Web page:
There are, of course, some things to consider before fully indulging in some training techniques. Remember, you are going to be damaging your cannabis plants. If they are done carelessly or without the right amount of knowledge, then you may very well be leading your plants to their death!
It is easy to cause more damage than you intend to your plants if you are not careful. Without the proper equipment, growers can easily bruise and break other parts of the plants. Preparing to train them will take time. In addition to this, it will also take a few tries for each method. And you will fully get the hang of it!
Different Methods of Training Cannabis Plants
Let’s take a look at some of the most common training techniques that growers will usually perform in their gardens. With a general idea on how to do these techniques, you may probably find yourself looking to increase your bud production as well!
Low-Stress Training (The Method)
While Low-Stress Training is a category of training cannabis plants, it is also a term used to refer to a specific type of training technique! This technique will require growers to tie down and secure the branches as they are bent to take a more horizontal shape. You can use some pretty standard materials to tie them down such as wires, twist ties, or even durable string.
Low-Stress Training has to happen during the seedling stage of a cannabis plant’s life. It is to allow the structural development to adjust itself. As the tallest stems and branches are tie-down, the eventual colas will start sprouting. It will sprout widely instead of vertically as a result of the even distribution of lighting.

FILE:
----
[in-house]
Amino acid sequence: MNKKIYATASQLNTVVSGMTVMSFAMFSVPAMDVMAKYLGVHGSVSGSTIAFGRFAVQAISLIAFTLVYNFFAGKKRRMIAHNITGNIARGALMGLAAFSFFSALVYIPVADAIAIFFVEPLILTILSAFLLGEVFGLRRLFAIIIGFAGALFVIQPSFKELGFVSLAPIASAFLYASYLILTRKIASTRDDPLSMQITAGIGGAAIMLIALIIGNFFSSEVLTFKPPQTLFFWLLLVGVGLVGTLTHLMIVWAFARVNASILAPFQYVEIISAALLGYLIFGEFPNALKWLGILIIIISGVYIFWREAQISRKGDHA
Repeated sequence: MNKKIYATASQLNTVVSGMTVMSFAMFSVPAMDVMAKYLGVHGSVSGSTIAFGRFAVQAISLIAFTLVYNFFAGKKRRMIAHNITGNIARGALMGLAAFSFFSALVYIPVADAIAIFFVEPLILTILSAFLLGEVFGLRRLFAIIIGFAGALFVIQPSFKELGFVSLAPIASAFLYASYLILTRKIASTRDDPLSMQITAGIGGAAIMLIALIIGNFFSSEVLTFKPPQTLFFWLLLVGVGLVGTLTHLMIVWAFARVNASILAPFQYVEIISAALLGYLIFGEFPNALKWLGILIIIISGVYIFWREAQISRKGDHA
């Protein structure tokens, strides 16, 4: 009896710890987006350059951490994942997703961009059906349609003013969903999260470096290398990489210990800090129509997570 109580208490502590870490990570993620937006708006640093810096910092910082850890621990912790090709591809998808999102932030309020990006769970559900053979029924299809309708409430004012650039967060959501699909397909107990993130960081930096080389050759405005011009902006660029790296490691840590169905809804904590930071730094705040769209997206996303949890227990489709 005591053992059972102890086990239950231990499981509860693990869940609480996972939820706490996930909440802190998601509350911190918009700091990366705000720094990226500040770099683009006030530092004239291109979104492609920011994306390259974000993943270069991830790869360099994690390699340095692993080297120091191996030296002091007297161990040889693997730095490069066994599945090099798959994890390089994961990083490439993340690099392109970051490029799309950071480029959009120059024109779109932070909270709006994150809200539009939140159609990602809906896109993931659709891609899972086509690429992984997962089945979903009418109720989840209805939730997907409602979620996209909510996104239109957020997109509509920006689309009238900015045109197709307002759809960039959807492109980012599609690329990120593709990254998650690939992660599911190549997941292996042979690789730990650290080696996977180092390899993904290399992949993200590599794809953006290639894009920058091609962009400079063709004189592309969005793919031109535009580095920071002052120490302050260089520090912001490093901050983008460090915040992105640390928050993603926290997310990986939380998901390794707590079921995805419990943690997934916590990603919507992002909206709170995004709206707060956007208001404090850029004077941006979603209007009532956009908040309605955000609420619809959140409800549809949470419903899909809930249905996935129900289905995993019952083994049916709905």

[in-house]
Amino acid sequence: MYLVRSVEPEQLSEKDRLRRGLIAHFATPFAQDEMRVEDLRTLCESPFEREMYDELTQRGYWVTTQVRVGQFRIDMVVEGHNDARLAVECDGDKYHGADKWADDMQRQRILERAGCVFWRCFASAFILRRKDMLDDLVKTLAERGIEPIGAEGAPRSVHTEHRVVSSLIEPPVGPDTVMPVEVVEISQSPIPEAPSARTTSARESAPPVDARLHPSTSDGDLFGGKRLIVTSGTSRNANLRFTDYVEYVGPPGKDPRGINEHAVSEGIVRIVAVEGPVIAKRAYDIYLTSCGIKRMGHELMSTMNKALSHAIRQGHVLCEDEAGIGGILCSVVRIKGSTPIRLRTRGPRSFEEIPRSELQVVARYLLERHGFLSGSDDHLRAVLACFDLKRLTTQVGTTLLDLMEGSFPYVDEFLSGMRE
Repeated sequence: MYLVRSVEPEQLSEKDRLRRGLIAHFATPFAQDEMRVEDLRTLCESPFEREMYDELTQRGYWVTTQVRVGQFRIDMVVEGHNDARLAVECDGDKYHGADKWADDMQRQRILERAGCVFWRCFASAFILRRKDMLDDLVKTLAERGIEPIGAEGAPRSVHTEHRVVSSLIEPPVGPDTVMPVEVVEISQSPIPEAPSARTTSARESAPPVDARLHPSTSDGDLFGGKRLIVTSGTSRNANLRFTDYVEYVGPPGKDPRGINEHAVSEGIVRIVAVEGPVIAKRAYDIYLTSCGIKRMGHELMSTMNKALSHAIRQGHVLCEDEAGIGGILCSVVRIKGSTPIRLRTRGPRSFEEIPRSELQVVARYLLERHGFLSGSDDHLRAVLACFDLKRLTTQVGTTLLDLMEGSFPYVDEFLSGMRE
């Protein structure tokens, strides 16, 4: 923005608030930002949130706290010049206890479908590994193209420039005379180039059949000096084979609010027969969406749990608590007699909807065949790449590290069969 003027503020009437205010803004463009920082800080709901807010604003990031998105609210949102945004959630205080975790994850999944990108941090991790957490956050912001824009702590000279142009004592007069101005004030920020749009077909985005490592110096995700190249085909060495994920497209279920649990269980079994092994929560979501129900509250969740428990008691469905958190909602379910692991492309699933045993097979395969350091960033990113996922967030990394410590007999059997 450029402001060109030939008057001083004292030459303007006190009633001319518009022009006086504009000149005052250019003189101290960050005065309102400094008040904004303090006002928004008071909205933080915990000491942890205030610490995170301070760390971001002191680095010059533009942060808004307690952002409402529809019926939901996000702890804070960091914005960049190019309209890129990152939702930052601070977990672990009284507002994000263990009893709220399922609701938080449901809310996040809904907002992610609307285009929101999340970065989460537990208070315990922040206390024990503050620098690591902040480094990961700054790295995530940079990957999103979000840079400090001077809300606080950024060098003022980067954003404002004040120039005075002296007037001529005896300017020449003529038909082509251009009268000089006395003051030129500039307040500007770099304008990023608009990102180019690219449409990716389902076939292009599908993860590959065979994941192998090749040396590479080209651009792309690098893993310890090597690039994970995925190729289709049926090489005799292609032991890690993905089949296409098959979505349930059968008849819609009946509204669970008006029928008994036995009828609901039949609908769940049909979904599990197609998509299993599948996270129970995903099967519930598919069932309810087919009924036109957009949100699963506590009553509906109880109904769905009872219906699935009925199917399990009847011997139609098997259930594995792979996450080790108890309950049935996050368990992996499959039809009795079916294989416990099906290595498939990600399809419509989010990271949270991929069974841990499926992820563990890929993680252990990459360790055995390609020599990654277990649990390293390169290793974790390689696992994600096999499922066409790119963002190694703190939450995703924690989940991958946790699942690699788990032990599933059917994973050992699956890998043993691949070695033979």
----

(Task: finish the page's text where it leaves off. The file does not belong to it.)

The screen of Green (ScrOG)
The Screen of Green or ScrOG method, on the other hand, is another form of low-stress training that makes use of the same concept. But instead of tying down the stems and branches from underneath the plant, growers will make use of a screen suspended above the plants to act as a support system to tie them down to. This screen can either steel wires, string, or even nylon. Anything will do. As long as it can be used for tying and weave the stems and branches through the holes of the screen.
The concept remains the same: tie down and secure the stems during the seedling or vegetative stage to create an even canopy of leaves. As these leaves are open to the more constant flow of light spectrums, the colas will be able to develop and will increase in number. This will eventually lead to bigger yields during harvest!
The use of a ScrOG is often coupled with some topping of the top-most colas and pruning the bottom of the plant. This is to ensure that, when the weaves are bind, they all get an equal amount of light exposure.
Topping and Fimming
For high-stress training, we have topping and fimming cannabis plants. When the marijuana plants are at their seedling stage, the topping is performed by cutting off the topmost cola of the plant with the use of clippers of a razor. What this does is that it breaks the apical dominance of the marijuana plant and, instead of just one main cola, your plants will start producing two in its place!